TORONTO – Growing up in Toronto as a fan of the Maple Leafs, Brendan Shanahan just assumed Ted Kennedy’s birth name was Teeder.
He eventually learned more about Kennedy, one of the first Leafs legends to have his number honoured. The former captain and five-time Stanley Cup winner—who was known by his childhood nickname—will get a posthumous honour next month when he’ll be one of the first three players to have statues unveiled in the Leafs’ new Legends Row outside Air Canada Centre.
“What makes this unique for me and what I like the most is that in a team sport, we will have teammates immortalized,” Shanahan, now the team’s president, said Thursday steps away from the construction site. “A great opportunity from whatever decade you grew up being a fan of the Maple Leafs, you will be able to see your favourites but then you’ll also learn about some people that you probably didn’t get a chance to see play.”
Kennedy and two other Leafs stars will be the first players set up in bronze on the 30-foot granite bench outside Gate 5 in Maple Leaf Square on Sept. 6 during the team’s inaugural fan fest. Shanahan said fans will “just have to guess” the other two, who will be announced in September.
With the Leafs approaching their centennial anniversary in 2017, there’s no shortage of choices, including Dave Keon, Johnny Bower, George Armstrong, Frank Mahovlich, King Clancy and Darryl Sittler. When Kennedy had his No. 9 raised to the rafters in 1993, he only agreed to it when former teammate Syl Apps’s No. 10 went up at the same time.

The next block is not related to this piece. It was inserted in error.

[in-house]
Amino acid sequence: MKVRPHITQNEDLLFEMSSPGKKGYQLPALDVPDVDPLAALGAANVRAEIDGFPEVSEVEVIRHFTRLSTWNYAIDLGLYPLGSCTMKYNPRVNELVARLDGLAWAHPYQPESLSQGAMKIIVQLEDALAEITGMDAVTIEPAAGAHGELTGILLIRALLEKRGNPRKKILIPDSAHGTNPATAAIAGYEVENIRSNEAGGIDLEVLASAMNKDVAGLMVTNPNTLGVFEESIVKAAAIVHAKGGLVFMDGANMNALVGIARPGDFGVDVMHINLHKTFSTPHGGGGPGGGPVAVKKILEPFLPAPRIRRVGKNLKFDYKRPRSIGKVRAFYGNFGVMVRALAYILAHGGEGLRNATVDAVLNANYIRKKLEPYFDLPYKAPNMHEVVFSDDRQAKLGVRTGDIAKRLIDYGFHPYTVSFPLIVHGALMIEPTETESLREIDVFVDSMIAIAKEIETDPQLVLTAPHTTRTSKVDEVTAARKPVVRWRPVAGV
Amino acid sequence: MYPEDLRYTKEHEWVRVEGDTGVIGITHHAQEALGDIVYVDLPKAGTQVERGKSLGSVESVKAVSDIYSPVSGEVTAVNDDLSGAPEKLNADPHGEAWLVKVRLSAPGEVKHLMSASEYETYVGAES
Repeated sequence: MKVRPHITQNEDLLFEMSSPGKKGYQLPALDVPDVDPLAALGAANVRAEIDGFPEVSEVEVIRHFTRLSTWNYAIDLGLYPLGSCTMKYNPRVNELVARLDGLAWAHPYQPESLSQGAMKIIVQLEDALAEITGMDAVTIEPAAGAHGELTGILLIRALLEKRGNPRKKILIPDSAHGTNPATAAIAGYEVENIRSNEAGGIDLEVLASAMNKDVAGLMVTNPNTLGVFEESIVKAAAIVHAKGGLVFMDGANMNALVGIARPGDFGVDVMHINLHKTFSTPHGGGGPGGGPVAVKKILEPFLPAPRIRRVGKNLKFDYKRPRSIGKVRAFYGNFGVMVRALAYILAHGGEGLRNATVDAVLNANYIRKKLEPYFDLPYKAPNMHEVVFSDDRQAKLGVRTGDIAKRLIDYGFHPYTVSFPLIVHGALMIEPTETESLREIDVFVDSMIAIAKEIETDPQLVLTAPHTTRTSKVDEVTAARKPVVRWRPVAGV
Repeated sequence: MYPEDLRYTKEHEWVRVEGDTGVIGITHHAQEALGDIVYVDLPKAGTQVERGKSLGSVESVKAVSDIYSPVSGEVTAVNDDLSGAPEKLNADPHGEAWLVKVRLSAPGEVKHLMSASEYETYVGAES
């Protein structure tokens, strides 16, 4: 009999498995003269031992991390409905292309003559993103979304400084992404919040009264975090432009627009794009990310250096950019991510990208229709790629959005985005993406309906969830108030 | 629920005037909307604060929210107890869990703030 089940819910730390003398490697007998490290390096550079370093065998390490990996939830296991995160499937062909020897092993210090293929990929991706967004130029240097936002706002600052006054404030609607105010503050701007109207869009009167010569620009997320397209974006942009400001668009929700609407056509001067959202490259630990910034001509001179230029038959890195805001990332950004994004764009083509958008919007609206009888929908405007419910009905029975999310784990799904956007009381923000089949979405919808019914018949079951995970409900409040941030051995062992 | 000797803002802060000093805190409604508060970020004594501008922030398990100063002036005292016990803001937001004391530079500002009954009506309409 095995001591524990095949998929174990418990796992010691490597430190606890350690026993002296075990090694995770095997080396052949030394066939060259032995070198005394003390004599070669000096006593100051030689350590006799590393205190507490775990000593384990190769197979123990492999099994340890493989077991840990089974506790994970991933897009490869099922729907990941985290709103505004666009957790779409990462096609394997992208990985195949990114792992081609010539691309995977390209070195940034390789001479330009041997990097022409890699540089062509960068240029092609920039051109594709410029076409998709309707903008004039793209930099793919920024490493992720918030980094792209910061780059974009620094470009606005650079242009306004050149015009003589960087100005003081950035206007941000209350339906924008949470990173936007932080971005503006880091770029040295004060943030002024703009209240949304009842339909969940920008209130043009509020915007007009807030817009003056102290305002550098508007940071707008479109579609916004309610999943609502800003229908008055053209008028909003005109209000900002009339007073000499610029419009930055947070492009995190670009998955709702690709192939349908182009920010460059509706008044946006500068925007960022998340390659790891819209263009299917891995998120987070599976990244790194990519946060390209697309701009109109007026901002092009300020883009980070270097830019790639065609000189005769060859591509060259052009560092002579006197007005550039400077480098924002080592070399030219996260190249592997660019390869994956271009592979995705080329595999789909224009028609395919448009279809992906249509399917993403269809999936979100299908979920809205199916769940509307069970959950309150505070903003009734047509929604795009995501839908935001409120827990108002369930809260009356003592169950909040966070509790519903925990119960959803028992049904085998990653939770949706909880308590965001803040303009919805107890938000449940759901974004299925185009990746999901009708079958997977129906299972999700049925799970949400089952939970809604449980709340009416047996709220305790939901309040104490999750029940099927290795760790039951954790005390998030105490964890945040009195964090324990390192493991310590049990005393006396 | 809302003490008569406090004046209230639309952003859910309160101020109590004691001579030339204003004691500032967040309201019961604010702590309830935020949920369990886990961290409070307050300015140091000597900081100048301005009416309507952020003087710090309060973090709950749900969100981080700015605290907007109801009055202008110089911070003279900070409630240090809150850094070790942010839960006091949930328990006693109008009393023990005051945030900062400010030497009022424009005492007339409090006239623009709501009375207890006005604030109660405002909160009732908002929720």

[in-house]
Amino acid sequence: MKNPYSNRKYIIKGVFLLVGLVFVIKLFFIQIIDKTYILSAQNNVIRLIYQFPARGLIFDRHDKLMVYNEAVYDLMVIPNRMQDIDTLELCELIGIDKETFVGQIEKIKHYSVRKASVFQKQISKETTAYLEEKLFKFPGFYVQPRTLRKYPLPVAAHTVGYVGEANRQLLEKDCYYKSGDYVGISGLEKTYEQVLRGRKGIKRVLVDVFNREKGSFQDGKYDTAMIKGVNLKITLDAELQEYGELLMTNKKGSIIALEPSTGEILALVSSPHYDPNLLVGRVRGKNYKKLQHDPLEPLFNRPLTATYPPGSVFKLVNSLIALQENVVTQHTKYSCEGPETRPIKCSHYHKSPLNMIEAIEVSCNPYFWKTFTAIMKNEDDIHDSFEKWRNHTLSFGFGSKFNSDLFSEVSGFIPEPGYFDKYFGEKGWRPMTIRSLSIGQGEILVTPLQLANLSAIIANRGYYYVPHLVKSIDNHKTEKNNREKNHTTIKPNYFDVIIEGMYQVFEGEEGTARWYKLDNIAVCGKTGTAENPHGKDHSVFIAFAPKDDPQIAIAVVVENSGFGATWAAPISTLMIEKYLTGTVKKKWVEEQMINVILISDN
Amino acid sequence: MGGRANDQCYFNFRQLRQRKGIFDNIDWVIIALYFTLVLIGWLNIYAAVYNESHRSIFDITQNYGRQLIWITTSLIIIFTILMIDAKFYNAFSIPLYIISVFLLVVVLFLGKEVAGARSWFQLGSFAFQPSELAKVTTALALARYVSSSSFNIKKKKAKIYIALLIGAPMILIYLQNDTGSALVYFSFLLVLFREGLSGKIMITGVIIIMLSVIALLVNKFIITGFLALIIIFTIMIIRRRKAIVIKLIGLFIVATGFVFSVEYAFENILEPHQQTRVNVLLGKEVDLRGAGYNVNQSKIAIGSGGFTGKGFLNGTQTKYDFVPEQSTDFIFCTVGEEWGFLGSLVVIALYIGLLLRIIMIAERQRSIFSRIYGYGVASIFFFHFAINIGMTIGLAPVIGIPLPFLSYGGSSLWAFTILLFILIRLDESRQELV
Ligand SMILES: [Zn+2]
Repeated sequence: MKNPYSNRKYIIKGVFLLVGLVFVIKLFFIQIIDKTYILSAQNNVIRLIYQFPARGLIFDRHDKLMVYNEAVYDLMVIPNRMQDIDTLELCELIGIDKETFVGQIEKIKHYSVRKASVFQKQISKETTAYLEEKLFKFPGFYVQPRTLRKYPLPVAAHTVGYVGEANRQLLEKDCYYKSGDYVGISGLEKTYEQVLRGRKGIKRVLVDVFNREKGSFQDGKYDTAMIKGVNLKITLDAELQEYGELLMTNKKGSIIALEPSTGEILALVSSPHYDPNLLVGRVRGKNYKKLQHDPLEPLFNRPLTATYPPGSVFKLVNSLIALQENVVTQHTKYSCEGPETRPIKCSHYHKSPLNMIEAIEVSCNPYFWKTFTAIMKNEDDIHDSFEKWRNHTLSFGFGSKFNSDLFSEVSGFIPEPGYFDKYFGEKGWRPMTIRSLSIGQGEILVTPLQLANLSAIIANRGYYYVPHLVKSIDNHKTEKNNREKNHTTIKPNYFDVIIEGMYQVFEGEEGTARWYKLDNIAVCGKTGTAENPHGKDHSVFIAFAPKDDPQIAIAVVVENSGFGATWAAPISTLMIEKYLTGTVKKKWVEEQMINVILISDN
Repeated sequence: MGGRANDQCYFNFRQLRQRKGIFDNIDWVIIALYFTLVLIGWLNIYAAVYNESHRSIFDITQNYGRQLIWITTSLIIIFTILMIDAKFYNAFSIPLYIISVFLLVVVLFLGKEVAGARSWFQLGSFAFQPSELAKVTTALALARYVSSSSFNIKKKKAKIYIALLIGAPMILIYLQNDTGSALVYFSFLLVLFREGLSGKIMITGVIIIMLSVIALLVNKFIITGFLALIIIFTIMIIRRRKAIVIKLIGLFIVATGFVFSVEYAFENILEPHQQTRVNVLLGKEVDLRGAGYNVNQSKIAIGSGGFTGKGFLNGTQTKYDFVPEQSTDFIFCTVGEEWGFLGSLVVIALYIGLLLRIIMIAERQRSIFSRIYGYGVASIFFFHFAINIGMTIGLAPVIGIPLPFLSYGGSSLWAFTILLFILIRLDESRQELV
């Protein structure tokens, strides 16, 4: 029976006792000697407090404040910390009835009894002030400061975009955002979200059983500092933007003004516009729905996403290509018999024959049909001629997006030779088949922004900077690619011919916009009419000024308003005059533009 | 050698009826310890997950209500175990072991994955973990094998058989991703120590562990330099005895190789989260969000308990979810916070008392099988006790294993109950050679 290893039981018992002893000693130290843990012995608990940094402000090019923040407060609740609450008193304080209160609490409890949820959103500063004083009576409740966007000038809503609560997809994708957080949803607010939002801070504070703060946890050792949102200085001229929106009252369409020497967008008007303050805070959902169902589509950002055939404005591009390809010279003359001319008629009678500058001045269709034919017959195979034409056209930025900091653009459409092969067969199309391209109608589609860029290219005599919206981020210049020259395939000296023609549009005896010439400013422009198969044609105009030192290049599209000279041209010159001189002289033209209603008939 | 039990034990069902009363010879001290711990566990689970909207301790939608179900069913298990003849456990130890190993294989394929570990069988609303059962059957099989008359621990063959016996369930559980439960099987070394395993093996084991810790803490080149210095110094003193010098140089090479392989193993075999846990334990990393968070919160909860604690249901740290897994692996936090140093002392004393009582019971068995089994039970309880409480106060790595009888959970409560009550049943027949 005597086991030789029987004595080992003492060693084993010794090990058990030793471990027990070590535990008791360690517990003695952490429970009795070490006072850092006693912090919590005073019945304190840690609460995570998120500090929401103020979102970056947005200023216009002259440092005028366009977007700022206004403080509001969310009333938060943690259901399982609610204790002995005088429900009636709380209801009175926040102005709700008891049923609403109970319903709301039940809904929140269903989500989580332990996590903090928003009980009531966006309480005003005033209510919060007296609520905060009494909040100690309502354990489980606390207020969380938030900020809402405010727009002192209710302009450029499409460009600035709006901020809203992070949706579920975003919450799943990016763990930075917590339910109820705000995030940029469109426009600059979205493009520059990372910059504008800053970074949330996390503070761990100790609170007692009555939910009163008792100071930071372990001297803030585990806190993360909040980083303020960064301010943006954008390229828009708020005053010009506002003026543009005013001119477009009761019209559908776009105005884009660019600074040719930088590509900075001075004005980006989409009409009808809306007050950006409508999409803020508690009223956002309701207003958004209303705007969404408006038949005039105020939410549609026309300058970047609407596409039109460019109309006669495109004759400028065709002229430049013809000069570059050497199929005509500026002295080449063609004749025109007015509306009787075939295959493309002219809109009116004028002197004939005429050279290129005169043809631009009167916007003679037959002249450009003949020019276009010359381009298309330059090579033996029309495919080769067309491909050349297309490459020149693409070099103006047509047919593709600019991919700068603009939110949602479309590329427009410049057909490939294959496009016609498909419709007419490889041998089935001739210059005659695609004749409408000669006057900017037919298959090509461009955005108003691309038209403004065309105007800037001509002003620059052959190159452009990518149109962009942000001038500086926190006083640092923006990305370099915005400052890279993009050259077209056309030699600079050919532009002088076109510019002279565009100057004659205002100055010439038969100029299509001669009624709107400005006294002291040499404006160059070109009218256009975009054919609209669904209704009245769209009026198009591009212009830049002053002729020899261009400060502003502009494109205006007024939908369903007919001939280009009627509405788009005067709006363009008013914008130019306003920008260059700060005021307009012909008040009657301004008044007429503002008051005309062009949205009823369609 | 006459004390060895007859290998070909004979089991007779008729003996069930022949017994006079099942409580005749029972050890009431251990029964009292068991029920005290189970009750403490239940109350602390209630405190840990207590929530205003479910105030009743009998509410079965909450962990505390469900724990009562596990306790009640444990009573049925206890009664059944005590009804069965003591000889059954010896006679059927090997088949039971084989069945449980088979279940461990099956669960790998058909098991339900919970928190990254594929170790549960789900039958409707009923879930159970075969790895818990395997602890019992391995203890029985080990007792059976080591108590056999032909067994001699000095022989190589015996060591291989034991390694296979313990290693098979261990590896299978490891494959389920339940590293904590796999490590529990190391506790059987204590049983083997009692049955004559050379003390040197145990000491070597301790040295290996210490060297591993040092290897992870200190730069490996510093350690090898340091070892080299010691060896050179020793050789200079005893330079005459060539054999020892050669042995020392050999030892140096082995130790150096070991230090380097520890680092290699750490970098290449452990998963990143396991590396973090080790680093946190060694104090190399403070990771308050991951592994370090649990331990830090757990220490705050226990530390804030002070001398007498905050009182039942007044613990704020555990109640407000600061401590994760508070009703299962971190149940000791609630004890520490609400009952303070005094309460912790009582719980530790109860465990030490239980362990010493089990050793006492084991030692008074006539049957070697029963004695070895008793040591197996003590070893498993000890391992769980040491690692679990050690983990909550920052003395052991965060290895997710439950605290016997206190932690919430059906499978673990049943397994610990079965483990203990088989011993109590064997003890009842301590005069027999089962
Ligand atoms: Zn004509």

Kennedy’s son, Mark, didn’t want to weigh in.
“I’m just one of the millions of unschooled hockey fans who support the Leafs and each of us has an opinion,” he said.
Over time, leading up to the centennial 2016-17 season and beyond, this could turn into something of an all-time Leafs team statue. But Shanahan was proud to be able to announce Kennedy as the first.
Kennedy was acquired from the Montreal Canadiens and began playing for the Leafs in 1942. Named captain in 1948, he was part of Cup runs in 1945, ’47, ’48, ’49 and ’51 and won the Hart Trophy as league MVP in 1954-55.
The five-time all-star who had 560 points in 696 games retired at the age of 30 and was inducted into the Hockey Hall of Fame in 1966. In 1993 he called having his number honoured the greatest achievement of his career, but his son figured being the first player on “Legends Row” would surpass that.
“I think he’d be overwhelmed by it all, but he would really love the fact that this isn’t just about him,” Mark Kennedy said of his father, who died exactly five years ago Thursday. “What they’ve planned here is a players bench, and there are going to be the top players from all the generations. So he would love that in that he’s always a team-man first, so he would see himself as part of a team and find it such a blessing that he would be the lead guy, the first man on the bench.”
Shanahan knows the identities of the other two men who will be part of the first phase but acknowledged that the process of picking the rest will be a tough job for the selection committee, fans and historical committee.
“It’ll be rolled out over the next few years, and I think that there’ll be a lot of speculation and a lot of fun and fan involvement and fan suggestions, as well,” Shanahan said.
The statues will be created by American sculptor and artist Erik Blome, who also did Wayne Gretzky’s statue outside Staples Center in Los Angeles.
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Note to readers: This is a corrected story. An earlier version reported that Kennedy’s number was retired.